Workshop: Chemigrams & Lumen Prints

Workshop: Chemigrams & Lumen Prints

‘Join Melbourne-based artists Senga Peckham and Kristin Diemer for a hands-on workshop exploring how photogram, or camera-less photography, practices can be used to interpret and record the distinctive, sensory, often ephemeral qualities of places.

Over one day you’ll learn to create lumen prints and chemigrams, which, while both made through exposing photographic paper to sunlight, produce strikingly different kinds of images. Using flowers, botanicals and/or cut-out shapes, combined with detergents and soaps, you’ll explore the creative possibilities of soft, beautifully toned lumen prints and graphically abstract chemigrams.’

PhotoAccess, Canberra 11 May 2019

Photograph above: Senga Peckham, Seaweed 2, 2018, digital print of unfixed lumen, 180x150mm

Kristin Diemer
As a migrant to Australia, Diemer explores expressions of identity and connection to place. Her current artistic practice explores alternative processes, selecting the process best suited to express the image, identity and place. Working as an illustrative photo-documentary and portrait photographer since 1999, Kristin has always maintained a strong art practice and regularly teaches photography short courses in Melbourne. Diemer has exhibited widely in Australia as well as internationally and has work is held the State Library Victoria, National Galleries of New South Wales, Queensland, South Australia and in private collections.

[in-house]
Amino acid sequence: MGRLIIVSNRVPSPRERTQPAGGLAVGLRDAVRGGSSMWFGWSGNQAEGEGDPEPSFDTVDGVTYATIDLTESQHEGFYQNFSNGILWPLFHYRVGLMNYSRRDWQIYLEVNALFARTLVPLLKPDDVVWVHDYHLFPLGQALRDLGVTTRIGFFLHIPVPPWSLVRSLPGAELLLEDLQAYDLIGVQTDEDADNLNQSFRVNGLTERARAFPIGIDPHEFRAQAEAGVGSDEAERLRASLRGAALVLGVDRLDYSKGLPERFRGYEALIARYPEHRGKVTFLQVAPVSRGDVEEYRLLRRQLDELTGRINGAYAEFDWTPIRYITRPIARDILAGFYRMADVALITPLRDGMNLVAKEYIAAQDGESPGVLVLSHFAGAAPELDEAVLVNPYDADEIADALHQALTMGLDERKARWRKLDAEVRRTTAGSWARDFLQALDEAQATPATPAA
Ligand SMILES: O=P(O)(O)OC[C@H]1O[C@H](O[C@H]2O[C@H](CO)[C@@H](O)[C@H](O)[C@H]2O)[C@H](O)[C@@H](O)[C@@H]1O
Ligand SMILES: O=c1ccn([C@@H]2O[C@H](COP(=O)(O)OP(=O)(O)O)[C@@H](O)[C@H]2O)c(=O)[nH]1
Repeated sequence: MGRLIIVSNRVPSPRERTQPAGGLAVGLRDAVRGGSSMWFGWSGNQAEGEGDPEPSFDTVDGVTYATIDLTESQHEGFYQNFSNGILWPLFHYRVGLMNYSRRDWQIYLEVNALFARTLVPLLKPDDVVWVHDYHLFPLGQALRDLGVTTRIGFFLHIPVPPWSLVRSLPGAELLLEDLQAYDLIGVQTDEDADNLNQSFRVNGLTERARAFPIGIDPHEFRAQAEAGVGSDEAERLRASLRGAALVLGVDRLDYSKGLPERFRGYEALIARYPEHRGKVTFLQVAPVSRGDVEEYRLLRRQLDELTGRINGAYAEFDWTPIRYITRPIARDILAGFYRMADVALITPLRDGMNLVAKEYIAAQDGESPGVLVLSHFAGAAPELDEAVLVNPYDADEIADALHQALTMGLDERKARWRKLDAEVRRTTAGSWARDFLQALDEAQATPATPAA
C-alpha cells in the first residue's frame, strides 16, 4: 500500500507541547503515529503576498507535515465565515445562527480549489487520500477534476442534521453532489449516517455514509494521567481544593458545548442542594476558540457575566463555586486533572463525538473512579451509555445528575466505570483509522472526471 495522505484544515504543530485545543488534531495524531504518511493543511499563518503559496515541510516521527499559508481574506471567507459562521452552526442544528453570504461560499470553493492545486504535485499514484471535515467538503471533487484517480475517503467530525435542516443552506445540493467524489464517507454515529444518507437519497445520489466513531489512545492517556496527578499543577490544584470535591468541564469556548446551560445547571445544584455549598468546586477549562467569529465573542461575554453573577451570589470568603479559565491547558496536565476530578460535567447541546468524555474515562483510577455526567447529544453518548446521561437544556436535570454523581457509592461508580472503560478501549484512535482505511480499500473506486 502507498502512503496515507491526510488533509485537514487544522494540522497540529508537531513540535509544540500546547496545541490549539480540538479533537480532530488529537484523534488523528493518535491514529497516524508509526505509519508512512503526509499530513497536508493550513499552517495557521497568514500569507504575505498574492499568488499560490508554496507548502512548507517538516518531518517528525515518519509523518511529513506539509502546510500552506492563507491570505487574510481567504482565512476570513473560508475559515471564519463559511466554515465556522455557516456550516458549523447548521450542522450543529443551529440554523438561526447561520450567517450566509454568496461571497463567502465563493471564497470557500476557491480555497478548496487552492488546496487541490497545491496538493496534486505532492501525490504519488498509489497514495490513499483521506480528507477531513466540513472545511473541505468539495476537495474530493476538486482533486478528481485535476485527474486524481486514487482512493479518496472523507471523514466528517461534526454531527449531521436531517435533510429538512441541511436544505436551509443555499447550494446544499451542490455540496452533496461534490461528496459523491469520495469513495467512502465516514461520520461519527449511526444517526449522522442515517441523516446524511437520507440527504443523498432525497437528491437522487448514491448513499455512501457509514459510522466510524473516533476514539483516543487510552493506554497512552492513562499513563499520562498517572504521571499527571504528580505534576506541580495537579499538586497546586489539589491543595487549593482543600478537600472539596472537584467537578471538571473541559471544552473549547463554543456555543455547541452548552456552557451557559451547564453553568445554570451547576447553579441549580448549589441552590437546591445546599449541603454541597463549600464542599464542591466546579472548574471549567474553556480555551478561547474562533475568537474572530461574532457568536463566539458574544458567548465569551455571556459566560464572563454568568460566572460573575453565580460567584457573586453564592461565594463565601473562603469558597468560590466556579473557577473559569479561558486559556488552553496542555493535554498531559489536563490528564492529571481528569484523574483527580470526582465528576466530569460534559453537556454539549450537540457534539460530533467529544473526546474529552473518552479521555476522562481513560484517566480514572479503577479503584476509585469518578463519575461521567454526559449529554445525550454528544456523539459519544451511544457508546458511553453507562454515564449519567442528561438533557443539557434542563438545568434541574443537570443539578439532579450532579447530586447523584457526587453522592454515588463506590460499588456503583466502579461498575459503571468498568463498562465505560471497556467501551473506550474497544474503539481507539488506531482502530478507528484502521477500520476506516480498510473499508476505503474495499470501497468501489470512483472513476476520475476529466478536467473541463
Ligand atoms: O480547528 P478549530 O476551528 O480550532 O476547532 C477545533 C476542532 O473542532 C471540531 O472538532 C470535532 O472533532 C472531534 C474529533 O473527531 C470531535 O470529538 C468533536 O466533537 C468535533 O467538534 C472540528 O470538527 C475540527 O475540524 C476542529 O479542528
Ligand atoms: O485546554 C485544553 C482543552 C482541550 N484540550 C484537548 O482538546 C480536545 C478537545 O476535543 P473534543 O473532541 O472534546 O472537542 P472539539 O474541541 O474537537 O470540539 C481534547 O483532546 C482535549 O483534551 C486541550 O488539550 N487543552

Senga Peckham
Peckham travelled and lived in several cultures before settling in Australia.  A late arrival to image making, a sense of displacement informs her work as a comfortable outsider seeking a connection to place. The philosophy supporting her artistic practice is born from a desire to understand the impermanence and interconnectedness of all existence. A western sensibility underpins her visual language however Asian influences are also considerable and the words of poets, philosophers, neuroscientists and quantum physicists are always present.

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This article was written by

David Tatnall is a Melbourne based fine art photographer.

There are 2 comments for this article
  1. mary at 5:48 pm

    I love your work and would love to begin exploring this myself. Could you provide any resources for getting started? I am abroad and unable to attend any future workshops you may be planning. I’m interested in how you created these various colors and the salt/sand-like texture. Beautiful work, congrats and all the best!

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